I often hear it said and see it written that language distinguishes humans from animals: forms of communication allow every human generation to achieve more than the last. The abridged idea explains that humans are capable of utilising systems of communication for self-expression, the exchange of ideas and organisation more than any other creature. It states that language is unique to humans – a defining feature of humanity.

I’m not so sure that we’re the greatest communicators on this planet. Perhaps it has been the politics and international affairs of the last year, my new-born son or my quiet work painting that has made me think that human modes of communication represent an effort to counter our epic inability to exchange information well.

All animals talk. All animals talk perfectly. They speak with their bodies, with sound and with scent. They observe and listen perfectly. There is nothing that an animal wishes to say that it can’t say. What is more, animals are stonkingly intelligent with it. It’s a strange ego that pokes an ant hill with a stick, smokes a beehive, takes time to watch the flocking of birds and wonders how such simple creatures can achieve such perfect systems. Animals can do these things because they are searingly clever, have tremendous memories and communicate perfectly. No one can look into the eyes of an ape and not see an extremely smart brain at work. Cleverer men than I say that animals live in a state that reflects an original perfection.

I’d actually suggest that humans are officially the worst of all communicators. Our languages have lost a whole host of ‘certain somethings’.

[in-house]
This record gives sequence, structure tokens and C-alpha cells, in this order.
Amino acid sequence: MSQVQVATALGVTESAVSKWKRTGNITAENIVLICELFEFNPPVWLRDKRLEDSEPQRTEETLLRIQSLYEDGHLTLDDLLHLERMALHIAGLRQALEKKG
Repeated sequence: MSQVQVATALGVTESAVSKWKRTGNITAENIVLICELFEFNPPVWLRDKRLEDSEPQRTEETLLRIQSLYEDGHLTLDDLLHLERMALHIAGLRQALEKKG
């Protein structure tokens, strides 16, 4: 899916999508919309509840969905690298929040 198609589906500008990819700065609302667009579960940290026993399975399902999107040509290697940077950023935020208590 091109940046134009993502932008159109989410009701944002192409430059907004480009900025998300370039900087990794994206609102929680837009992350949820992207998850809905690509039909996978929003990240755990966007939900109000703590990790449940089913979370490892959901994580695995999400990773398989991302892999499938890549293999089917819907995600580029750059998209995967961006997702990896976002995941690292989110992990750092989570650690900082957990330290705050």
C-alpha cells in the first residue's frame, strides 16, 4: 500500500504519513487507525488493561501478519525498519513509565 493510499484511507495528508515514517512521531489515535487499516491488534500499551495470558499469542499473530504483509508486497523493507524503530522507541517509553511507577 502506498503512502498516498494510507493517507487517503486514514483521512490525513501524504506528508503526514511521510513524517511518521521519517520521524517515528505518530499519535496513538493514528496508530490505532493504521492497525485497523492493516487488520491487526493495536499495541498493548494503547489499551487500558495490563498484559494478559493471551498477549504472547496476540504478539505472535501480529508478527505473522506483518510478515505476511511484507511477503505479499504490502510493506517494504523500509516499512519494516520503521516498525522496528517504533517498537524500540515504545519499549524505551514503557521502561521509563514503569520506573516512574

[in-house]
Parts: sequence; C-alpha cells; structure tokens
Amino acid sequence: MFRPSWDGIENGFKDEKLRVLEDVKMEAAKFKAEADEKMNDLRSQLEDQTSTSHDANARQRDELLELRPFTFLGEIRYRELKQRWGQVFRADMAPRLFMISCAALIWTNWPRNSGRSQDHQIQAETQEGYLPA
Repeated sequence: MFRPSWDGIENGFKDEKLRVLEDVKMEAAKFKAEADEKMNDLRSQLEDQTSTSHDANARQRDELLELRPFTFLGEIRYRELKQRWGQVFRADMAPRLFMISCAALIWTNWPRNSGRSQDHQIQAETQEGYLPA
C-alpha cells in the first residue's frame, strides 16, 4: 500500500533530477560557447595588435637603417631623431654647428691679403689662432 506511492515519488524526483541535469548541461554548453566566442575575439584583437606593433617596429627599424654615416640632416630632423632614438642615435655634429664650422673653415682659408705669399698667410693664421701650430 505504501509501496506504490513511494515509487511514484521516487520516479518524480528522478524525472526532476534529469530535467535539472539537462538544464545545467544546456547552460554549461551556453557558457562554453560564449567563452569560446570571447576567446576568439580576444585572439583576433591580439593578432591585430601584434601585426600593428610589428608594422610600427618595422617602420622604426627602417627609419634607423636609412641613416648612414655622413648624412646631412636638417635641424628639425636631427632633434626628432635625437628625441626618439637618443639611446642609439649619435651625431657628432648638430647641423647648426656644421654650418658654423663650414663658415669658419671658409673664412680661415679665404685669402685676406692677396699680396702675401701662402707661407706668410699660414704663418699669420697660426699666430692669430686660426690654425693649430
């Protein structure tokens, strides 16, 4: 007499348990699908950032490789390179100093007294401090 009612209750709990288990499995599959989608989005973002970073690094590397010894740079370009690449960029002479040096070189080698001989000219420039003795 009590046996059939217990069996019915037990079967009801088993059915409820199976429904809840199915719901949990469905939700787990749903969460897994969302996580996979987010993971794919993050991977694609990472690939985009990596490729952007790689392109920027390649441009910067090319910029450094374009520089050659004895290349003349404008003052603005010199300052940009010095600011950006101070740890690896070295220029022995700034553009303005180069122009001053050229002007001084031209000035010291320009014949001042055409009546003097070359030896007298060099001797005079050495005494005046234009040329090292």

All animals but humans talk perfectly. Humans have developed many modes of articulating themselves simply because we can never say what we mean, our memories are imperfect, our intentions mangled. Everything humans need to say we cannot say. We try to explain with sound: our voices and anything we can hit, stroke or blow. We try to speak with our bodies – we build vast edifices to host the telling of stories in dance and movement – but remain fleetingly eloquent even in the most intimate of circumstances. Our sense of smell is so debased and neglected that we have only similes to describe our most basic experiences of it. We try to communicate by making marks: the language of number, the language of letters, the language of letters to explain numbers (as in physics) and the use of numbers to explain letters (as in the Semitic languages). We don’t listen either. We patently don’t listen or observe.
And, notwithstanding all these valiant efforts, humans exist in a state of conflict within themselves and with each other, constantly halting on the edge of being able to say or express anything that truly corresponds to the singular, unified and harmonious universe made about us. Cleverer men than I say that we do not live in a state that corresponds to an original perfection. Into this thought, this struggle to speak, I place my small paintings.

An artist is a person who tries to listen, tries to observe and then tries to describe. Disregarding the folly of trying to speak and the impossibility of saying anything perfect, to repeatedly strive to say a simple, beautiful thing yet more simply and beautifully is the still life painter’s calling. The patron of the still life painter is a person who quietly exchanges the fruits of his labours with those of the artist – an exchange of efforts. It’s a very pleasant type of talking.

James Gillick 2017